Anderson had been averaging 32 against right-hand batsmen and 69 against left-hand ones at that point. He had also had his big back injury because coaches had tried to have him conform to biomechanics. Working with Watkinson and Kevin Shine, the ECB fast bowling coach, Anderson went back to his original action.
"When you have a boy with an action like that, people will have a judgement that he is an injury risk," Watkinson says. "In the end he did a little bit of modification work, and finished up with a back injury - stress fractures. He recovered from them, but in recovering and getting back into bowling, we [Shine and Watkinson] worked together to put a programme in place. Jimmy was instrumental in that, putting a little bit more rotation back into the action rather than protecting the body by not rotating. So when he recovered from his stress fracture, he started to turn the shoulders a little bit more pre-delivery, and he felt much more comfortable and got a bit of that whip-back. That's pretty much where he is now in relation to then."
Watkinson didn't work with Anderson on the inswinger, but he knows why it worked. "In the latter part of his career he has developed the inswinger, which his action is really set up for," Watkinson says. "It is just that at an early age we worked on control of the outswing. So he has great control of the outswing, and now he has the inswing as well, without any change in the action, just fingers and wrists. So it becomes very difficult for the batsmen to read."
His action, which pushes him away from the stumps, to the left, as he delivers, creates deception. "If you are absolutely textbook in the way you do things, you become a bit more predictable," Watkinson says. "He creates deception because he does push the ball in a little bit. So he angles the ball in and it swings away. The batsmen mentally think the ball is coming in, so they start playing at balls they shouldn't be."
Anderson doesn't just turn up and bowl. He prepares thoroughly. He even got in touch with ESPNcricinfo for some work experience once because he quite fancies a media career. This season, after the disaster in Australia, he did the whole old-fashioned pre-season thing with Lancashire. He didn't just turn up and try to take wickets because he is a Test bowler. "He makes sure he has got great plans for every batsman he bowls against," Watkinson says. "He doesn't go out on the field not knowing about the opposition's strengths and weaknesses. When he comes back to play for Lancashire, he wants information about people he is playing against, where will the fielders be, what is the team plan."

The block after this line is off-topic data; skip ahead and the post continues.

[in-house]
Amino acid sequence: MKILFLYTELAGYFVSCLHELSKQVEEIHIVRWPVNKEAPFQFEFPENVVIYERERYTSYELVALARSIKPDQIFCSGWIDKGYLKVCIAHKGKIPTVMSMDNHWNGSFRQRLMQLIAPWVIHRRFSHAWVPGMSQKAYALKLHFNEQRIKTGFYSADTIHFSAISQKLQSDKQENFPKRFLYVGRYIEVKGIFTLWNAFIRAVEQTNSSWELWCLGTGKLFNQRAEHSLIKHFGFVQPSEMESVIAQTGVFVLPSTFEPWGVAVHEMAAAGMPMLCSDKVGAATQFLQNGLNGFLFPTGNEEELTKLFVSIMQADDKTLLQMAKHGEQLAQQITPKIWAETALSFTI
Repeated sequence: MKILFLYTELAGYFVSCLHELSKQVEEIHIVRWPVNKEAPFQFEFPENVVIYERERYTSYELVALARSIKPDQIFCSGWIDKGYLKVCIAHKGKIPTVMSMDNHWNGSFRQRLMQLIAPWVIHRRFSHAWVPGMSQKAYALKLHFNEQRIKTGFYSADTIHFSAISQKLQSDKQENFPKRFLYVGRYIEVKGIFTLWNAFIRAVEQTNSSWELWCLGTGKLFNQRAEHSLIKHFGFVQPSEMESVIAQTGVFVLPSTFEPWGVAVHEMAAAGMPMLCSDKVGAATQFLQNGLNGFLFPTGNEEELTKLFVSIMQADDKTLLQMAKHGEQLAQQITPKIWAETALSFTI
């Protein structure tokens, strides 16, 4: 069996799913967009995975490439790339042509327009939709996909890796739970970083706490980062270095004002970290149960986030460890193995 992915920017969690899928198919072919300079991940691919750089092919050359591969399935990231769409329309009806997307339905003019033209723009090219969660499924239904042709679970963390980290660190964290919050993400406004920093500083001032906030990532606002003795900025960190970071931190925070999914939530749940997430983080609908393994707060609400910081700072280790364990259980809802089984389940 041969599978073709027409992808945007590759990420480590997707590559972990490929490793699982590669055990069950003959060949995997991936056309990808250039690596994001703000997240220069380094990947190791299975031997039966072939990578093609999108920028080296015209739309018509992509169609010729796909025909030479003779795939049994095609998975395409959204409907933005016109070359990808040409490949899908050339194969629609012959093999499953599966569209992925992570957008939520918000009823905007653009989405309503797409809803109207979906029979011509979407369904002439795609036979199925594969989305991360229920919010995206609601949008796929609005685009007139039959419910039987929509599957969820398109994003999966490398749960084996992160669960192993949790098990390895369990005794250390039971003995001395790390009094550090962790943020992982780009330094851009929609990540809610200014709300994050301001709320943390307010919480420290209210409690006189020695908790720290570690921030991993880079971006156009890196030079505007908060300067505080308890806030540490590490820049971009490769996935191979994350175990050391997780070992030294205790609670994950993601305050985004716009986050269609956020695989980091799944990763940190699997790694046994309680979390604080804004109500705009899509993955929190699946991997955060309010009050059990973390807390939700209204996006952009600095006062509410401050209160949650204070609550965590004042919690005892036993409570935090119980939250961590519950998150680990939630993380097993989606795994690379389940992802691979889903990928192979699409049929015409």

Anderson has done reverse swing in India. He also bowls a slightly split-finger ball on damp pitches to let the surface seam the ball after pitching. He has worked left-hand batsmen over from round the stumps. He is quick to spot weaknesses and expose them ruthlessly. He had such a hold over Sachin Tendulkar that he would start warming up every time Tendulkar came in to bat in 2011. Most skilful or not is a debate for herders as they wait for the cows to come home. Anderson is pretty damned skilful. He is Zaheer Khan with extra pace and fitness. And, many of his opponents believe, a potty mouth.
Michael Clarke wants to let "Jimmy" Anderson know he should get ready for a broken elbow. Rahul Dravid says Anderson has crossed the line often. An India player says it got ugly between Anderson and Dravid in 2011. MS Dhoni says Anderson kept abusing Ravindra Jadeja all the way back to lunch at Trent Bridge, and then pushed him, a charge so serious it led to legal proceedings. It didn't fly; there was no evidence. A couple of Anderson's former team-mates have privately spoken about how abusive he is, even with his own fielders when they fumble. This Jadeja-Anderson episode has revealed that his opponents respect Anderson as a bowler but don't like his behaviour on the field. It is not even funny sledging, they say, just plain incessant abuse, samples of which were noted by the judicial commissioner in the Jadeja-Anderson case. Yet before this incident, the only time Anderson had officially been charged for poor behaviour was in 2007. So whatever he does he does smartly, which probably infuriates his opponents more.